Research & Innovation
Industry-led research has been underway in the oil sands since development began in the early 20th century. Today, dozens of industry – and government – supported research projects are focused on reducing impacts on water, land and air.
The Government of Alberta has earmarked $32 million to support the University of Alberta’s clean energy research, including $7 million dedicated to tailings research at the University of Alberta’s School of Energy and the Environment.
Research at the University of Alberta’s Centre for Oil Sands Innovation and at the University of Calgary’s Alberta Ingenuity Centre for In Situ Energy is geared to developing less energy-intensive oil sands drilling practices.
A $200-million Alberta government initiative called the Innovative Energy Technology program supports development of new recovery technology.
A $25-million research partnership between the University of Alberta and the Helmholtz Association of German Research Centres focuses on cleaner energy production, with an emphasis on the oil sands.
Alberta Innovates – Energy and Environment Solutions, through the Water Research Institute, is active in projects focused on improving water management through reducing, reusing or recycling water in oil sands extraction and processing.
Canada’s Oil Sands Innovation Alliance (COSIA) is an alliance of oil sands producers focused on accelerating the pace of improvement in environmental performance in Canada’s oil sands through collaborative action and innovation.
The alliance was launched March 1, 2012 when representatives of 12 companies signed the COSIA charter, signifying their agreement with COSIA’s vision, their support of its beliefs, and their pledge to uphold the commitments put forward in the charter.
COSIA is bringing together leading thinkers from industry, government, academia and the wider public to improve measurement, accountability and environmental performance in the oil sands in four priority areas. These four environmental priorities are tailings, water, land and greenhouse gases.
COSIA will take innovation and environmental performance in the oil sands to the next level, building on the experiences and successes of earlier oil sands organizations such as the Canadian Oil Sands Network for Research and Development (CONRAD), the Oil Sands Leadership Initiative (OSLI) and the Oil Sands Tailings Consortium (OSTC).
Examples of current research areas and programs
Source: www.oilsands.alberta.ca, a Government of Alberta website
Geothermal heat as a lower-emission alternative to natural gas.
Water treatment to reduce use of fresh water and enhance water recycling systems.
Solvents, combustion, biological processes and electrical heating for in situ recovery processes to reduce energy consumption, emissions and water use.
The AERI/Alberta Research Council Core Industry Research Program, a $4-million per year effort to improve the application of in situ thermal processes.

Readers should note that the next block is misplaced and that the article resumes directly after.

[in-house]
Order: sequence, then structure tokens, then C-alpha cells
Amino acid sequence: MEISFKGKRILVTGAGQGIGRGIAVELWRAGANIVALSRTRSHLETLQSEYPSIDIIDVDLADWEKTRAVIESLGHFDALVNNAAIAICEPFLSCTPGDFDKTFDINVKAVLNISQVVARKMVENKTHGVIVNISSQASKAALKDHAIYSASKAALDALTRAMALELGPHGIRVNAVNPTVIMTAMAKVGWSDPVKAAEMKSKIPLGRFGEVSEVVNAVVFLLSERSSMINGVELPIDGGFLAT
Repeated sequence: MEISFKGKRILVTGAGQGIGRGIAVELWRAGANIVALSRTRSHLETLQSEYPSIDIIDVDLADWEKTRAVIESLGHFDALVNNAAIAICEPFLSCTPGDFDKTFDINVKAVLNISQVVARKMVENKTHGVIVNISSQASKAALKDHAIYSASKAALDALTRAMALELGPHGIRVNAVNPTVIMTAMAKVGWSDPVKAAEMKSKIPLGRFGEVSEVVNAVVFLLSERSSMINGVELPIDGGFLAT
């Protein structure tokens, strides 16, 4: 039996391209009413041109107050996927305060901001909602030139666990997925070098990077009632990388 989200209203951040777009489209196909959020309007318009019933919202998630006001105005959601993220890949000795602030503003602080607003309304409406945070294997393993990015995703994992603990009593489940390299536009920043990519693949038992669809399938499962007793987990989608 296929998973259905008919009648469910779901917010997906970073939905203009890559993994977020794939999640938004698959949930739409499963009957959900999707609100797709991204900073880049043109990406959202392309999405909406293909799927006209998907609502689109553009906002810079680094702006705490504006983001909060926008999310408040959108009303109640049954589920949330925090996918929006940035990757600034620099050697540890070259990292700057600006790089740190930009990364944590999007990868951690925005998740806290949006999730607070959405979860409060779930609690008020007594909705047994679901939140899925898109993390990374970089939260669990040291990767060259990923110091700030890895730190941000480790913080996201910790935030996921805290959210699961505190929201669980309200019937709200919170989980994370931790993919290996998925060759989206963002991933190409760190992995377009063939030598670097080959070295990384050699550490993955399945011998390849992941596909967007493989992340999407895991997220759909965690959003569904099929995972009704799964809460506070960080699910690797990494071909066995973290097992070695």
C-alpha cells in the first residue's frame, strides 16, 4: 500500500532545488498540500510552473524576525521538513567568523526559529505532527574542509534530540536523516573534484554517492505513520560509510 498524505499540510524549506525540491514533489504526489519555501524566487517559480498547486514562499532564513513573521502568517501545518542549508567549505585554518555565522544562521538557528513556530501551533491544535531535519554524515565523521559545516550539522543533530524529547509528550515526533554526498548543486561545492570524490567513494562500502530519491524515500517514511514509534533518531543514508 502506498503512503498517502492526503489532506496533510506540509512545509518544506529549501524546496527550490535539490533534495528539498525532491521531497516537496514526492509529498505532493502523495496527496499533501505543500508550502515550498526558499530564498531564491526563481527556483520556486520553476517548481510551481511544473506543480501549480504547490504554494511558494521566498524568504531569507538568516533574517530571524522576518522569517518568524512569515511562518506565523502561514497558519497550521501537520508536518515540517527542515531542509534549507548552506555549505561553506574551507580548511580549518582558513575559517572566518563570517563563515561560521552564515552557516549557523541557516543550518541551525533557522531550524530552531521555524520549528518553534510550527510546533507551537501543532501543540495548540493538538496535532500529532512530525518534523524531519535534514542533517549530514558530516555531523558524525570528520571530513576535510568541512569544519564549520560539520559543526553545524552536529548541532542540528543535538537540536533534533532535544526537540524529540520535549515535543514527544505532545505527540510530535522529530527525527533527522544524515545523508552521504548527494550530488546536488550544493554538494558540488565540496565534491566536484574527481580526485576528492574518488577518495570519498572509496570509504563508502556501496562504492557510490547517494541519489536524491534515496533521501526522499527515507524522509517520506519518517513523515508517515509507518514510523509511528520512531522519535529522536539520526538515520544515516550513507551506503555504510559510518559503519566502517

Use of petroleum coke – a by-product of the upgrading process – to produce synthetic gas to generate power and hydrogen. This could transform oil sands operators from a net consumer of natural gas to a net supplier.
The Hydrocarbon Upgrading Demonstration Program, an initiative to demonstrate upgrading integrated with gasification and carbon capture and storage. A $1.8-million fund to develop new methods of reclaiming disturbed sites to full forest.
Tailings pond research
The oil sands industry has conducted tailings research for decades, as have Alberta Innovates – Technology Futures (formerly Alberta Research Council), the CANMET Energy Technology Centre and the University of Alberta. The collective goal is to improve technology, develop alternative solutions and to reduce the volume of tailings and increase the rate of reclamation.
Supported by industry and government, the Oil Sands Tailings Research Facility is researching topics such as sensor technology, tailings particles, filtration, thickening methods and chemical separation of tailings.
Nationally, researchers are collaborating on a method in which flue gases such as CO2 are injected into tailings ponds to foster growth of micro-algae, which would then be used to create ethanol, bio-diesel, fertilizer and other products.
Alberta Environment and Sustainable Resource Development is currently working on a provincial tailings management framework – an integrated management approach for reducing tailings inventory while addressing environmental issues like long term containment and reclamation.
The Tailings Technology Roadmap and Action Plan released in August 2012 provides a full view of the suite of tailings technologies for application to oil sands reclamation. The plan provides a comprehensive review of technologies that will help industry identify the suite of technologies best suited to individual operations. The project has been a collaboration of Alberta
Innovates – Energy and Environment Solutions (AI-EES) and the Oil Sands Tailings Consortium (OSTC) in partnership with Alberta Energy, Natural Resources Canada, Alberta Environment and Sustainable Resource Development, and the Alberta Energy Resources Conservation Board.
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